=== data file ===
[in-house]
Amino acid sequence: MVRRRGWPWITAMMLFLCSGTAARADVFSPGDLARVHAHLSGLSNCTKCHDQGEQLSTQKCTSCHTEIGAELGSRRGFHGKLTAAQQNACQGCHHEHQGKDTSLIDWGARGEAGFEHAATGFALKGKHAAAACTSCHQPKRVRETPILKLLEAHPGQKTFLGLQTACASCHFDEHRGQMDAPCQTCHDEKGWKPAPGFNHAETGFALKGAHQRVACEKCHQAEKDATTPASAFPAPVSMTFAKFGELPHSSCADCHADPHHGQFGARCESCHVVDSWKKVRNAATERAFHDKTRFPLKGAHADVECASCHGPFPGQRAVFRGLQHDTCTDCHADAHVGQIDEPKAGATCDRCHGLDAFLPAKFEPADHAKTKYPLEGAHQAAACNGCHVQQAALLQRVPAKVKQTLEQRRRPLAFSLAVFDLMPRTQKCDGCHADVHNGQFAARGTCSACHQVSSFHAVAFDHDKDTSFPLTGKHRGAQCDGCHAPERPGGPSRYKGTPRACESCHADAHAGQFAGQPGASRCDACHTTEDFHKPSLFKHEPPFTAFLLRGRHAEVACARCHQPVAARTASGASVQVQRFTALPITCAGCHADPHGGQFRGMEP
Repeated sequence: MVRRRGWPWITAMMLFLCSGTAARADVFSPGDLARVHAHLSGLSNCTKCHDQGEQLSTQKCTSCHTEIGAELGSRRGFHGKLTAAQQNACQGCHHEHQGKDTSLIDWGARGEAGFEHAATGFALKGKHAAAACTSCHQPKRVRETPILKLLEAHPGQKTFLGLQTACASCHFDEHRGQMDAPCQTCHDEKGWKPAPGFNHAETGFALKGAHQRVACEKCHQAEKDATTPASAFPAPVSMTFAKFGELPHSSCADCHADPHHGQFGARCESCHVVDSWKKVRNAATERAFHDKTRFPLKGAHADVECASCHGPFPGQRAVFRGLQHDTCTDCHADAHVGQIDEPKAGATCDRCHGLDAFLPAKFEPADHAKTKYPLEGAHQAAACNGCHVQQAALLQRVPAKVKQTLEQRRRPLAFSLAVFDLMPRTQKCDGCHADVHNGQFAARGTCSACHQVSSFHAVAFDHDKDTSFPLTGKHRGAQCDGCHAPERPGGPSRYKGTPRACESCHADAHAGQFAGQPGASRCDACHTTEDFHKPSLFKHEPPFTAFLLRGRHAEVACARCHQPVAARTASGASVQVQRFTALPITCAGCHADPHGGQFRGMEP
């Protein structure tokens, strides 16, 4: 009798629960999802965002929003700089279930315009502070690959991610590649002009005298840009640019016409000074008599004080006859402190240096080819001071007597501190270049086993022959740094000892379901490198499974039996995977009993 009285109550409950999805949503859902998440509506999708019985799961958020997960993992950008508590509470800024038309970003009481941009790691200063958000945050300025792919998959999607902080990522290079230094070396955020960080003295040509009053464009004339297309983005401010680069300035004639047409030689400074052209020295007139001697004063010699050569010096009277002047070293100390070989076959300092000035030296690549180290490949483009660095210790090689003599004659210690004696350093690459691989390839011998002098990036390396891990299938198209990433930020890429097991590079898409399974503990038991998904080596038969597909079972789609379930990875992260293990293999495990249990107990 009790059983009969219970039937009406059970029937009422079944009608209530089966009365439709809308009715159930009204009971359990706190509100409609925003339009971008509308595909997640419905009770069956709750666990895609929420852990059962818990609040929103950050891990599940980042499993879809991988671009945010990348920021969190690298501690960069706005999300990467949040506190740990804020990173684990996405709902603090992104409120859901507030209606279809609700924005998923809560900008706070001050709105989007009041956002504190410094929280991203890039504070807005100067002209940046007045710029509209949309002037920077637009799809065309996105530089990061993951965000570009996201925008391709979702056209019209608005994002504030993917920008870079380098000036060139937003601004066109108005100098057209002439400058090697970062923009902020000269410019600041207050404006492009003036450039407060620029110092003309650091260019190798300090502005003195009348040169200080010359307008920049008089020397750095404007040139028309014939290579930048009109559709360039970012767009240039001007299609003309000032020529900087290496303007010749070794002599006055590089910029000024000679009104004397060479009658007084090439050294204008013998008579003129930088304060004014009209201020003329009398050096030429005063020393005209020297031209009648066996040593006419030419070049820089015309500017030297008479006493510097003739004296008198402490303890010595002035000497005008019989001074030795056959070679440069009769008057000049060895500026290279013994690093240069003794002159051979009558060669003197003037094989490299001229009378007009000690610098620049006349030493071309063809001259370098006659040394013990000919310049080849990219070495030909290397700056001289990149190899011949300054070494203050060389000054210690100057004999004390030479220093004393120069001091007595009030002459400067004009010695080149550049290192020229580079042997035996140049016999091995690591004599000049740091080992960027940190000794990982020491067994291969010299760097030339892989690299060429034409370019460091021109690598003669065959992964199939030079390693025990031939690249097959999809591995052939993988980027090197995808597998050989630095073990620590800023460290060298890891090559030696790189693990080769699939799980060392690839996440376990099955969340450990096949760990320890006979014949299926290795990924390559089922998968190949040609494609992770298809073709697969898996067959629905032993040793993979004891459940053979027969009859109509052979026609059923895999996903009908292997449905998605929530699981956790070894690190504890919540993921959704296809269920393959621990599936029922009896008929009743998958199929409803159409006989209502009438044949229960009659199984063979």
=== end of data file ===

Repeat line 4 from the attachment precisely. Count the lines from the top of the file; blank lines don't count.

């Protein structure tokens, strides 16, 4: 009798629960999802965002929003700089279930315009502070690959991610590649002009005298840009640019016409000074008599004080006859402190240096080819001071007597501190270049086993022959740094000892379901490198499974039996995977009993 009285109550409950999805949503859902998440509506999708019985799961958020997960993992950008508590509470800024038309970003009481941009790691200063958000945050300025792919998959999607902080990522290079230094070396955020960080003295040509009053464009004339297309983005401010680069300035004639047409030689400074052209020295007139001697004063010699050569010096009277002047070293100390070989076959300092000035030296690549180290490949483009660095210790090689003599004659210690004696350093690459691989390839011998002098990036390396891990299938198209990433930020890429097991590079898409399974503990038991998904080596038969597909079972789609379930990875992260293990293999495990249990107990 009790059983009969219970039937009406059970029937009422079944009608209530089966009365439709809308009715159930009204009971359990706190509100409609925003339009971008509308595909997640419905009770069956709750666990895609929420852990059962818990609040929103950050891990599940980042499993879809991988671009945010990348920021969190690298501690960069706005999300990467949040506190740990804020990173684990996405709902603090992104409120859901507030209606279809609700924005998923809560900008706070001050709105989007009041956002504190410094929280991203890039504070807005100067002209940046007045710029509209949309002037920077637009799809065309996105530089990061993951965000570009996201925008391709979702056209019209608005994002504030993917920008870079380098000036060139937003601004066109108005100098057209002439400058090697970062923009902020000269410019600041207050404006492009003036450039407060620029110092003309650091260019190798300090502005003195009348040169200080010359307008920049008089020397750095404007040139028309014939290579930048009109559709360039970012767009240039001007299609003309000032020529900087290496303007010749070794002599006055590089910029000024000679009104004397060479009658007084090439050294204008013998008579003129930088304060004014009209201020003329009398050096030429005063020393005209020297031209009648066996040593006419030419070049820089015309500017030297008479006493510097003739004296008198402490303890010595002035000497005008019989001074030795056959070679440069009769008057000049060895500026290279013994690093240069003794002159051979009558060669003197003037094989490299001229009378007009000690610098620049006349030493071309063809001259370098006659040394013990000919310049080849990219070495030909290397700056001289990149190899011949300054070494203050060389000054210690100057004999004390030479220093004393120069001091007595009030002459400067004009010695080149550049290192020229580079042997035996140049016999091995690591004599000049740091080992960027940190000794990982020491067994291969010299760097030339892989690299060429034409370019460091021109690598003669065959992964199939030079390693025990031939690249097959999809591995052939993988980027090197995808597998050989630095073990620590800023460290060298890891090559030696790189693990080769699939799980060392690839996440376990099955969340450990096949760990320890006979014949299926290795990924390559089922998968190949040609494609992770298809073709697969898996067959629905032993040793993979004891459940053979027969009859109509052979026609059923895999996903009908292997449905998605929530699981956790070894690190504890919540993921959704296809269920393959621990599936029922009896008929009743998958199929409803159409006989209502009438044949229960009659199984063979």